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Defining Ornithischia (was Re:)



Some authors would further expand/subdivide
Ornithischia.  For example, in two issues of the
popular magazine Prehistoric Times (Issues # 80 and #
81:

http://www.prehistorictimes.com/backissue.html

David Peters has written articles where he groups
*Lotosaurus*, *Effigia*, *Sacisaurus* and *Silesaurus*
together as a subclade within Ornithischia.  Mr.
Peters coins the term "Paraornithischia" for this
subclade.  Mr. Peters defines "Paraornithischia" as
ornithischians which possess a predentary bone, but do
not have retroverted pubes.

Guy Leahy


--- Tim Williams <twilliams_alpha@hotmail.com> wrote:

> Nick Gardner wrote:
> 
> >And as usual, no one really seems to give a damn
> about Ornithischia,
> 
> Hey I do!
> 
> >A very basic model of the current understanding of
> Ornithischian
> >groups would probably be something like the
> following:
> >
> >Heterodontosauridae
> >Stegosauria
> >Ankylosauria (your "armored dinosaurs")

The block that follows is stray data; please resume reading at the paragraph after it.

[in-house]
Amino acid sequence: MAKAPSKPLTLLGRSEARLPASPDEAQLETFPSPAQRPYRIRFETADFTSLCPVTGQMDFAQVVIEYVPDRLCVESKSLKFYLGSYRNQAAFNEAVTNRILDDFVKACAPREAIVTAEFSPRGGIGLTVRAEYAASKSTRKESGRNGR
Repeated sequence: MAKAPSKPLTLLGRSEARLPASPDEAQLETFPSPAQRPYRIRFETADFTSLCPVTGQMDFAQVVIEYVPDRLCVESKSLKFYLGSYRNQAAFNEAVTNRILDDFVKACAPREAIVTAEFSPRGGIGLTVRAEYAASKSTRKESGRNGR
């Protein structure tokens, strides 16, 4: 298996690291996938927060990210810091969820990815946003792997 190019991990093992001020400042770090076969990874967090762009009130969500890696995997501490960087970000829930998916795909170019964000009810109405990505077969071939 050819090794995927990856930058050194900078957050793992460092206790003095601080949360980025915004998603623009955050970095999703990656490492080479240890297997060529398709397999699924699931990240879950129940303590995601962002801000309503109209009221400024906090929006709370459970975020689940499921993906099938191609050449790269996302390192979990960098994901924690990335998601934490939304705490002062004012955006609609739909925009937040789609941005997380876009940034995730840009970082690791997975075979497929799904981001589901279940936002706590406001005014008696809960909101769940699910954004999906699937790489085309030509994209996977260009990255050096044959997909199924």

> >Ornithopoda (this would include your "duckbilled
> dinosaurs" and
> >"iguanodons", as well as lots of other taxa which
> are serially closer
> >to them)
> >Pachycephalosauria (this would be your "boneheaded
> dinosaurs")
> >Ceratopsia (this would be your "horned dinosaurs")
> >
> >Of course, this doesn't take into account forms
> that do not fall into
> >these groups, like basal thyreophorans (such as
> Scutellosaurus) and
> >basal ornithischians like Pisanosaurus or
> Lesothosaurus.
> 
> And now _Eocursor_.
> 
> According to one recent phylogeny, the "basal
> ornithischian" category may be 
> even broader.  Many taxa that used to be regarded as
> "hypsilophodont-grade" 
> ornithopods (but not _Hypsilophodon_ itself) might
> in fact be basal 
> ornithischians, as non-cerapodan neornithischians.
> 
> To complicate things even further (and I know this
> is not news to Nick), the 
> heterodontosaurids could be basal ornithischians,
> basal cerapods, basal 
> ornithopods, or basal marginocephalians (or
> heterodontosauriforms).  They're 
> a weird bunch.
> 
> >It's important to understand that most researchers
> don't just split
> >groups into the old Linnean ranks anymore,
> 
> Praise the Lord for that.
> 
> Cheers
> 
> Tim
> 
>
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